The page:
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House conservatives exact revenge against McCarthy for capitulating to Biden on debt ceiling deal
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House conservatives exact revenge against McCarthy for capitulating to Biden on debt ceiling deal

House conservatives exacted revenge on Tuesday for House Speaker Kevin McCarthy's alleged capitulation on the debt ceiling crisis.

Members of the House Freedom Caucus voiced their anger with McCarthy after he reached a deal with President Joe Biden, which he signed into law on Saturday. Some members of the caucus believed that McCarthy violated the power-sharing agreement he made with conservatives to win the speakership in January, leading at least one to threaten to remove McCarthy as speaker.

But instead of a motion to vacate the chair, House conservatives blindsided Republican leaders by temporarily sinking legislation to protect gas stoves.

In a 220-206 vote, about a dozen House conservatives joined forces to block a resolution to establish the rules for voting on the Gas Stove Protection and Freedom Act and Save Our Stoves Act, despite principally supporting the bills.

"Today, we took down the rule because we're frustrated at the way this place is operating," Rep. Matt Gaetz (R-Fla.) said.

"We took a stand in January to end the era of the imperial speakership," he added. "We're concerned that the fundamental commitments that allowed Kevin McCarthy to assume the speakership have been violated as a consequence of the debt limit deal."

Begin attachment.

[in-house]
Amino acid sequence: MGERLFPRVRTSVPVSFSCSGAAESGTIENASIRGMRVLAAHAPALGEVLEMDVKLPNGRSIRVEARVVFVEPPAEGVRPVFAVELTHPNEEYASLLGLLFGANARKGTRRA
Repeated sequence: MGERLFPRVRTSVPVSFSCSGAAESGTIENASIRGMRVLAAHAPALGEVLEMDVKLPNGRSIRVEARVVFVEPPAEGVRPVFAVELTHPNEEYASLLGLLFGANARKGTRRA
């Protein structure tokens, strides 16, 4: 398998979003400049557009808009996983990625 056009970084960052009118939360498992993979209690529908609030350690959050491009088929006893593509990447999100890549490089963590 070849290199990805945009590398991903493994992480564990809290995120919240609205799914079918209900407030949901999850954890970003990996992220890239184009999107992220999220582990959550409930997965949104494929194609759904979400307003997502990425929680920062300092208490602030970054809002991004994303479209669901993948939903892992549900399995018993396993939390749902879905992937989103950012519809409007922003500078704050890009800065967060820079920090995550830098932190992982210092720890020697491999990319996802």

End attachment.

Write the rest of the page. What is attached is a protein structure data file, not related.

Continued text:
Rep. Dan Bishop, moreover, explained that House conservatives want to "enforce the agreement we reached in January under which Kevin McCarthy assumed speakership."

"We had an agreement that had been forged by all of us together, and it was utterly jettisoned unilaterally by the speaker. And there's been nothing so far to address the consequences of that," he said.

Another issue central to the revolt is an allegation that Republican leadership delayed a bill that would reverse the Biden administration's regulation of pistol braces to punish House conservatives for voting against the debt ceiling bill. Leadership denied the accusation, but amid the hubbub on Tuesday, McCarthy promised to bring the bill to a vote next week, according to its leading co-sponsor, Rep. Andrew Clyde (R-Ga.).

Bishop, meanwhile, said the conservative caucus has not yet decided whether to initiate the motion to vacate to remove McCarthy.

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Chris Enloe

Chris Enloe

Staff Writer

Chris Enloe is a staff writer for Blaze News
@chrisenloe →